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Fish consumption in the Great Lakes

Fish consumption
    in the Great Lakes

Fish | Breast milk | Fish consumption advisories
Critical contaminants | Reducing exposure

Reducing exposure to critical contaminants
In general, exposure to contaminants in fish can be reduced by:

  1. Eating pan fish rather than predator fish. Pan fish have lower concentrations of contaminants because they are lower on the food chain. This means that they have consumed less contaminated material and therefore carry lower levels of those caontaminats in their bodies.
  2. Eating smaller predator fish rather than larger predator fish. Smaller fish are generally younger and have had less time to build up contaminants.
  3. Be aware that contaminants in fish pose different risks for different ages of people, and greater risks for certain groups. Special care needs to be taken especially by women of child-bearing age, woimen who are pregnant, mothers who are currently breast-feeding, and children under 15 years of age.
  4. Choose fish from lakes, rivers, and other bodies of water that are known to have lower levels of contamination The levels of various contaminants in fish can vary greatly by the body of water from which they're caught.
  5. Spacing meals out over time. Some contaminants, like Mercury, can be eliminated by the human body.
  6. Removing as much fat as possible when cleaning and cooking fish. Organochlorine contaminants are stored in this fat. Mercury, however, is stored in the protein and so is not reduced by cooking and cleaning.
  7. Rememember that heat and cooking can reduce your exposure to PCBs and some contaminants in fish. Mercury, however, is not affected by either preparation or cooking.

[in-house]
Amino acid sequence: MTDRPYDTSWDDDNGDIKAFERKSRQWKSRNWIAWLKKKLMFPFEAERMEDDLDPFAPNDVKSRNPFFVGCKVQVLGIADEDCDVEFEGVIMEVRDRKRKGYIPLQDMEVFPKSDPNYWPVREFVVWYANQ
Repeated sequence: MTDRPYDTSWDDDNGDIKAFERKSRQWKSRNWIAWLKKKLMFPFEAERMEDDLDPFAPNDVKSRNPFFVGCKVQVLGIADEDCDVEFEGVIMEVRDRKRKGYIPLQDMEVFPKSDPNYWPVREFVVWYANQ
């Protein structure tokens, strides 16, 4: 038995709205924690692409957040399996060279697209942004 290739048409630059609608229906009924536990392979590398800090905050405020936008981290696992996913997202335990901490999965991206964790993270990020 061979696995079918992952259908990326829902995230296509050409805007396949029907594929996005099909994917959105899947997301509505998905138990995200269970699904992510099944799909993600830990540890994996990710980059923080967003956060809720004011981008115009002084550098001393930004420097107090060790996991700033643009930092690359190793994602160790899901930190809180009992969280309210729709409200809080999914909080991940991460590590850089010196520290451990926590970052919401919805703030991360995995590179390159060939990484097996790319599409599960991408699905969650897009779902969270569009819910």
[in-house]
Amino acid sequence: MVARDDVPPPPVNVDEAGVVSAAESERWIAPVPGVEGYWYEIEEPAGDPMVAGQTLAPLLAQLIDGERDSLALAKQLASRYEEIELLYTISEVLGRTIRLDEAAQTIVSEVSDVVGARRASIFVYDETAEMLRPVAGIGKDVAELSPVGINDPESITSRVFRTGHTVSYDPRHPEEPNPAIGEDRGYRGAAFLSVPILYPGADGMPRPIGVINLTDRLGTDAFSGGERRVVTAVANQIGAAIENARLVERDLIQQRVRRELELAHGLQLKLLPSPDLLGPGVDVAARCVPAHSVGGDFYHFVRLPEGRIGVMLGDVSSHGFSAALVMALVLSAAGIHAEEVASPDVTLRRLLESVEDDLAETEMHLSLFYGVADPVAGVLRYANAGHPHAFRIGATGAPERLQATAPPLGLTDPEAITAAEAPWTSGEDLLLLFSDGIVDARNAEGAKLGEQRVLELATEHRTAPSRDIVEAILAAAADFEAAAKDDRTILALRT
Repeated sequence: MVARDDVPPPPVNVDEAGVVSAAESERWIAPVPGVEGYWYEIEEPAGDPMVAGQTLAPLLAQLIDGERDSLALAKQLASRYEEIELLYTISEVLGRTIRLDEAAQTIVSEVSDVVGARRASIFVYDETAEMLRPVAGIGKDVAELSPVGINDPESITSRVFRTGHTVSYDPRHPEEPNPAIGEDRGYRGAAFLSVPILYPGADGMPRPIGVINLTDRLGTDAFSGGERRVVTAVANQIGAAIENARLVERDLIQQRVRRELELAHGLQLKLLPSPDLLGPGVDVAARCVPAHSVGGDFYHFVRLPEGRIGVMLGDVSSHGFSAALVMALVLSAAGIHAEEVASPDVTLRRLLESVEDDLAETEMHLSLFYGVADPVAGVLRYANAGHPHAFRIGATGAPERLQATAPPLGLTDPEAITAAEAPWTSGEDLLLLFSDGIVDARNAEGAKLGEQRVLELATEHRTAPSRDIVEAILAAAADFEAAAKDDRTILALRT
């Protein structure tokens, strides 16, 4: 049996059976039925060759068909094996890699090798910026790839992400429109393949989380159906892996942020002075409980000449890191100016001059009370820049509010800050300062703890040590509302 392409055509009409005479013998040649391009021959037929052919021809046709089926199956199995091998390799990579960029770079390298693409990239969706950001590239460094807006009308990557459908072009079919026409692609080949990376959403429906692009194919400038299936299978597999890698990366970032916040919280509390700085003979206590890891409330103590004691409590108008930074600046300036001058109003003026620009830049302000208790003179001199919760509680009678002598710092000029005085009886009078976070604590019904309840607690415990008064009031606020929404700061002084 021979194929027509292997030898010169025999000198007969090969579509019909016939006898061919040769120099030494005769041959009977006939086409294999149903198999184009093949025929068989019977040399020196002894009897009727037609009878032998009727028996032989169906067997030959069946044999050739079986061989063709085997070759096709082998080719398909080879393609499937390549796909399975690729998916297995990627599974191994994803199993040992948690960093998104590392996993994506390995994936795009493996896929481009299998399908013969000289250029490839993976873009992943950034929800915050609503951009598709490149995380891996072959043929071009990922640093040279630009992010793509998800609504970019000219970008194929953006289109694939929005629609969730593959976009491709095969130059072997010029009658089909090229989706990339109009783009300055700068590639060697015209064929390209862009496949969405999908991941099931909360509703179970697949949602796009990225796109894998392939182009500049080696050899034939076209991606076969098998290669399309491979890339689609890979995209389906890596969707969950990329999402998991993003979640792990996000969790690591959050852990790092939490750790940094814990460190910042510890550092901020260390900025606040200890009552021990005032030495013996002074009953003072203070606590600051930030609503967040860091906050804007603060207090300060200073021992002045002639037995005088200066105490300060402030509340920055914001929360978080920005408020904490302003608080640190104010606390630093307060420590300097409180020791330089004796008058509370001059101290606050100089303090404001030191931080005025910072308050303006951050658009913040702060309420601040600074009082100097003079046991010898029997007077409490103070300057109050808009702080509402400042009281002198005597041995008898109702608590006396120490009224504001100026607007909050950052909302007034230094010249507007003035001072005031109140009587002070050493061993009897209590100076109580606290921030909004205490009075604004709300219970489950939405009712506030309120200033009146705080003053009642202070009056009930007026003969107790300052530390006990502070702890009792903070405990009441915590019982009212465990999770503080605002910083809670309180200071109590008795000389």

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About the different types of fish
Pan fish, sport fish, and predator fish are common names for large, diverse groups of fish. These names have many different meanings for many different people.

In general, a pan fish tends to be a smaller fish that is cooked by frying in pan (as opposed to poaching or grilling, as with salmon). Typical pan fish are bluegill, pumpkinseed, small and largemouth bass, white and black crappie, even yellow perch.

Sport fish generally means any type of fish that a person can actively catch on hook and line. These fish run the spectrum from bluegill and brook trout up to bass, catfish, walleye, steelhead, salmon, lake trout, and brown trout. Many people actively fish for carp and bullhead, as well.

Predatory fish are defined as any fish species that eat any other fish. this means that almost all fish species are predatory, with the exception of carp, which eat plants. Some of the more common predatory species are walleye, northern pike, steelhead, all salmon species, as well as small and largemouth bass.

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About the fish consumption advisories